Since the 1970s, economists have measured how consumers are feeling about the financial environment, by asking five questions. How would you answer these today if they were asked of you?:
- “Would you say that you (and your family living there) are better off or worse off financially than you were a year ago?
- Now looking ahead–do you think that a year from now you (and your family living there) will be better off financially, or worse off, or just about the same as now?
- Now turning to business conditions in the country as a whole–do you think that during the next twelve months we’ll have good times financially, or bad times, or what?
- Looking ahead, which would you say is more likely–that in the country as a whole we’ll have continuous good times during the next five years or so, or that we will have periods of widespread unemployment or depression, or what?
- About the big things people buy for their homes–such as furniture, a refrigerator, stove, television, and things like that. Generally speaking, do you think now is a good or bad time for people to buy major household items?” (Source: sca.isr.umich.edu)
When you read these questions today, can you see how they could be answered negatively? A lot of the news is bleak: rising interest rates, inflation, gas prices, volatile markets, and the war in Ukraine, etc. People are generally pessimistic; it’s no surprise that the answers to these questions reflect that right now. Overall, people just don’t feel great about their financial condition, and the financial condition of the country.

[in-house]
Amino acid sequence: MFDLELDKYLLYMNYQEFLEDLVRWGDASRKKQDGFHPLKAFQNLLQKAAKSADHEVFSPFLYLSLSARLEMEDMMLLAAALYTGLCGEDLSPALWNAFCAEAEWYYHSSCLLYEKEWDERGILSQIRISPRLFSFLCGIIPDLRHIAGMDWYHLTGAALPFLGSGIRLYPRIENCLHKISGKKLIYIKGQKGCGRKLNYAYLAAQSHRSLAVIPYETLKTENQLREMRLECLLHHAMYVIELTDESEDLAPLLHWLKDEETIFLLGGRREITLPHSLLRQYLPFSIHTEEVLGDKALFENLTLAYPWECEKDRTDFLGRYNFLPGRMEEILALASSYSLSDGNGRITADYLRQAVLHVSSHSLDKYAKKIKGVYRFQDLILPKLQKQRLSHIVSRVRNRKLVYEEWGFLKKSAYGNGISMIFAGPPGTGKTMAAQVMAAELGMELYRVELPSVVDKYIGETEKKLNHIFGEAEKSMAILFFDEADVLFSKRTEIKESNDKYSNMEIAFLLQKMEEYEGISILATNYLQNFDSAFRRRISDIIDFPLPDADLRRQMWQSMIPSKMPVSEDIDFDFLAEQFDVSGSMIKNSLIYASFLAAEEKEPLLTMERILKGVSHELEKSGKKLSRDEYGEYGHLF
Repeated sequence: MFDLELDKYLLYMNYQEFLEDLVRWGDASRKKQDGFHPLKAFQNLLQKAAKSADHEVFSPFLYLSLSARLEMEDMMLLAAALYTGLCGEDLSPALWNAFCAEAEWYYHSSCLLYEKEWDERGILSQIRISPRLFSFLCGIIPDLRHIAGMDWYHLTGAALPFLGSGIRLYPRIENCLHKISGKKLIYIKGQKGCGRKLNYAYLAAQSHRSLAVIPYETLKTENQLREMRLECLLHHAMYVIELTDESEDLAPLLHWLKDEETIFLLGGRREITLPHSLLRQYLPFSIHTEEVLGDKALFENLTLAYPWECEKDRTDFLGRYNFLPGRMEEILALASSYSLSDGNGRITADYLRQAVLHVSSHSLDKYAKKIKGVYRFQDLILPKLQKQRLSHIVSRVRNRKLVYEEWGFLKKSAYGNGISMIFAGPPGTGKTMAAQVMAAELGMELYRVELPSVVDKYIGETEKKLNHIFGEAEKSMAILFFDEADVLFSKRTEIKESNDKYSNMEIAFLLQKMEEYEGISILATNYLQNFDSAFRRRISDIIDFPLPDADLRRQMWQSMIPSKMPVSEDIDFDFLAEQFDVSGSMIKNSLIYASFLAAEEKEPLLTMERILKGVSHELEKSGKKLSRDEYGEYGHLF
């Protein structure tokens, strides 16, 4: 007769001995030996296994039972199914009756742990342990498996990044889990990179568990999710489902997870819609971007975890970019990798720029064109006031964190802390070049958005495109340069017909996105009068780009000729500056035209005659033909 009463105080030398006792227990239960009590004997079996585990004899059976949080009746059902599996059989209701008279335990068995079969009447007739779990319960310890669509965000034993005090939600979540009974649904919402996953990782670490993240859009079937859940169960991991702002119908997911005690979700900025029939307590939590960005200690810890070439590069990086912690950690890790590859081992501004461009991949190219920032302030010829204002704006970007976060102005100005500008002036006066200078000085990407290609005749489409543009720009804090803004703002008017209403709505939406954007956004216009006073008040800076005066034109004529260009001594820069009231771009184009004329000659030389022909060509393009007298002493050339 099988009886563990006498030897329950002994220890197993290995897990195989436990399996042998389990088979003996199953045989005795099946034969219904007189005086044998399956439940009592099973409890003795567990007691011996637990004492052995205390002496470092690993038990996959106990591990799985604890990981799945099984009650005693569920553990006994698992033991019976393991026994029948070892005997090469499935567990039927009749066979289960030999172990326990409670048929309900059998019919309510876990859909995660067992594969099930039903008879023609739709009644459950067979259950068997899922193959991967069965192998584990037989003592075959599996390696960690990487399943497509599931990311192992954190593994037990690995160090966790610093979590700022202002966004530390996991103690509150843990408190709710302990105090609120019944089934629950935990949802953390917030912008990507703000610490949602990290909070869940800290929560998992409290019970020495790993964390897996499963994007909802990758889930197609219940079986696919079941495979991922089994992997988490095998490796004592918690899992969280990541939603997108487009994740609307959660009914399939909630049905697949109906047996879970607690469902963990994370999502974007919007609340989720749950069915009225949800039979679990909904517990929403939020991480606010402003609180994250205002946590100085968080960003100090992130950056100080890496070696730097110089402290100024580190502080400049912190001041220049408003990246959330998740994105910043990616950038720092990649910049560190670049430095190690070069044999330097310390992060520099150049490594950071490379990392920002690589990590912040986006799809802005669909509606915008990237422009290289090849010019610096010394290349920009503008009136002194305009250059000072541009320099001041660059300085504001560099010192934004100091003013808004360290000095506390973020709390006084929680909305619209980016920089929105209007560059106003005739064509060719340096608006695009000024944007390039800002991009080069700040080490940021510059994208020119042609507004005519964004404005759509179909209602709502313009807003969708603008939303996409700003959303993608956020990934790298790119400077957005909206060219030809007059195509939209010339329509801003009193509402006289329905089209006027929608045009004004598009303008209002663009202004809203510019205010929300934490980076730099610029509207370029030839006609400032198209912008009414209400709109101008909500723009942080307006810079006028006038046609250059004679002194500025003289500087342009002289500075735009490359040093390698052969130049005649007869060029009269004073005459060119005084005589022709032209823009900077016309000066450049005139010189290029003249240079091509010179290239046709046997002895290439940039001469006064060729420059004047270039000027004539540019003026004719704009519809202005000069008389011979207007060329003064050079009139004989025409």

But what does this mean for the patient investor? (Hint: there’s hope)
J.P. Morgan does a nice job of comparing the information from this survey (dubbed “consumer sentiment”), with stock returns (the S&P 500) over the next year (see the chart below). What does it show? After eight of the lowest readings (when people feel the worst), each of those inflection points was followed by a very strong one-year period for stocks.
One of the best examples of this was April 2020, when we were still in the early stages of the pandemic. This survey was given – responses naturally reflected a below average reading – and after that, the market went up by 43.6% over the next 12 months.
When people feel the worst, stocks very often have above-average returns over the subsequent year.
In other words, the market, unfortunately, usually doesn’t care about how people are feeling. This isn’t a guarantee, and it certainly isn’t a trading strategy. But we would say the odds are in our favor to not act hurriedly or rashly with our investments when the mood is sour. See for yourself by clicking on the image below. The blue dots represent how consumers are feeling at that time (higher=higher sentiment and lower=lower sentiment), and the percentage after each date represents how the market did in the next 12 months (click to enlarge):
So the market may not care about your feelings, but we do. If any of the last few month’s volatility or financial news bothers you please reach out. We’d be happy to discuss any aspect of your financial plan or investments with you.
In the meantime, we hope you’re enjoying the beginning of Summer.
Investments involve risk and are not guaranteed. Be sure to first consult with a qualified financial adviser and/or tax professional before implementing anything in this newsletter.